Sometimes when I go about trying to be present, I wonder if I might be corrupting — just a wee bit — the actual living of my life with all that deliberate, effortful awareness. The extra awareness can almost make it feel like I’ve created a Third Person Me observing Elizabeth as she eats her bowl of soup, walks down the street, engages in a conversation, types these words. Is all this awareness really such a good idea? Wouldn’t it be better to just be really fully engaged in the living of life rather than be really fully present to it in a semi-detached way?
Of course, a lot of times we aren’t fully engaged or fully present. We’re more along the lines of people-like packages cycling through our daily 24-hour habits of living. That’s what I think Thich Nhat Hanh is trying to help us overcome when he urges us to be mindful. Take happiness, for instance. The late Buddhist monk, peace activist, author, poet and teacher, recommends a very simple method for allowing our happiness to fully register. (Or even just register.) The method goes like this: when you find yourself in that arena of happiness when life has just delivered something so sweet, so precious, so fundamentally heart expanding, and probably so very ordinary, observe it by simply saying, “This is a happy moment.”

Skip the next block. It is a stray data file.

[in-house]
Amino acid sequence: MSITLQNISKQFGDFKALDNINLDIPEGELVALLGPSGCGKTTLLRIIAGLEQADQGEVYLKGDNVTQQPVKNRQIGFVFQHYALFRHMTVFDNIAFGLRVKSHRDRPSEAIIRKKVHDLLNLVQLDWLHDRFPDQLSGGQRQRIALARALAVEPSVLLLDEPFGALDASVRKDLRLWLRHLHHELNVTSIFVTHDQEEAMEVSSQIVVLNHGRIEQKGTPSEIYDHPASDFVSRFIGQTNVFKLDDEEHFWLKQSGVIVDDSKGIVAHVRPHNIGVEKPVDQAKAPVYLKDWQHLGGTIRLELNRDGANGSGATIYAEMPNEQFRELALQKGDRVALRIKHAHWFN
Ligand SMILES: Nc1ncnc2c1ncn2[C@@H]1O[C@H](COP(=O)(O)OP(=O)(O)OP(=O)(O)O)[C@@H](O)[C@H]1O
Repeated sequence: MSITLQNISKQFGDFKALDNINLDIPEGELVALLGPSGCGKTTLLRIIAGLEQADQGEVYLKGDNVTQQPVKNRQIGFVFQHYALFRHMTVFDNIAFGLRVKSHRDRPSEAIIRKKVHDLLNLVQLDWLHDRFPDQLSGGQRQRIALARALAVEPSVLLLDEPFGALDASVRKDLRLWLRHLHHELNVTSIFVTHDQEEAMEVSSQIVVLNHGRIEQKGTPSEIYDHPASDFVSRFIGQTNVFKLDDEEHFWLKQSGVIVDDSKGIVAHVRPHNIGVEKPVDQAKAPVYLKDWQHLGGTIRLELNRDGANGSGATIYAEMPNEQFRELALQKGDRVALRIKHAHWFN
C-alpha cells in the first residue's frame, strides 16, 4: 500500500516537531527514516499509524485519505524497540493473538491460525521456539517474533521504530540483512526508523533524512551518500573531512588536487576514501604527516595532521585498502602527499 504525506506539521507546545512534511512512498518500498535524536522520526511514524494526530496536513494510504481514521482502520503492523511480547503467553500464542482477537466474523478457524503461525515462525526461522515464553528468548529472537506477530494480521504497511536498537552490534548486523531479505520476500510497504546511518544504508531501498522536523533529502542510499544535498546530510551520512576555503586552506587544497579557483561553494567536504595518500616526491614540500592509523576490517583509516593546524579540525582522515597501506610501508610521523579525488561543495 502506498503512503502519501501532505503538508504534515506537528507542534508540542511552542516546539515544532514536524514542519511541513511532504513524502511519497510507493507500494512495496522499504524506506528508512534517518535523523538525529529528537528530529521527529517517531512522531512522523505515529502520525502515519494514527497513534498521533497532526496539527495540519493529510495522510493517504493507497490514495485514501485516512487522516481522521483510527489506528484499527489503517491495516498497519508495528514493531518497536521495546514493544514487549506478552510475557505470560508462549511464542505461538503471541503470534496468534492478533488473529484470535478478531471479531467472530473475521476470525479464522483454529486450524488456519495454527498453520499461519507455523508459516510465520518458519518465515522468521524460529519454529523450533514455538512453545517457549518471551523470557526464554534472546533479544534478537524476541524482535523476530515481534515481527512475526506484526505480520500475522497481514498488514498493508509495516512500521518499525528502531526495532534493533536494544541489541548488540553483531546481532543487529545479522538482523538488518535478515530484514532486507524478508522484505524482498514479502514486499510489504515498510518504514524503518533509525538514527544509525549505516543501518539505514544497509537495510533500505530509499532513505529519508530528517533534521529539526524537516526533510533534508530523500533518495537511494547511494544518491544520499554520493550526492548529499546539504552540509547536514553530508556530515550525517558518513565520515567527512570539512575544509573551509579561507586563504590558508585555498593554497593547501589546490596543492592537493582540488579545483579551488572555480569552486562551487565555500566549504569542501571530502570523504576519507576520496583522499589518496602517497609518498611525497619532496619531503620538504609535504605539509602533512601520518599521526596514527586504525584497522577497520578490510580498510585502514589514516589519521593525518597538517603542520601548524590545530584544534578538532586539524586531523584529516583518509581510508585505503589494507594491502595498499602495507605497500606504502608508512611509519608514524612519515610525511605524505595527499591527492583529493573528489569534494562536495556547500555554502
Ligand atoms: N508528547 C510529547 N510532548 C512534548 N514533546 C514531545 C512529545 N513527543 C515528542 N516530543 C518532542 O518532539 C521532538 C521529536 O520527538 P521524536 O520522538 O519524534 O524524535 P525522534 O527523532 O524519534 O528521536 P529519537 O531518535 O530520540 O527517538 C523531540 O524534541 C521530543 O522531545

In that declaration, according to Thich Nhat Hanh, is an awakening for everyone.
When this recommendation came across my radar, a vision of my 3-year-old granddaughter instantly came to mind. She was sitting on my living room floor digging through an old-fashioned lunch box I’d filled with all the jewelry I’d accumulated over the years but no longer wear. It was dripping with beads and baubles, gems and sparkly things, necklaces, bangles, rings and watches of all shapes and colors. We called it the treasure chest. As my granddaughter sat there on the floor surrounded by treasure, she suddenly said to no one in particular, “I’m so happy.”
It’s hard to explain why this declaration coming from a 3-year-old made us all immediately laugh with surprise, as if something remarkable had just happened. She was just so unexpectedly in touch with herself, with her experience. I think, for a moment, she did wake us up.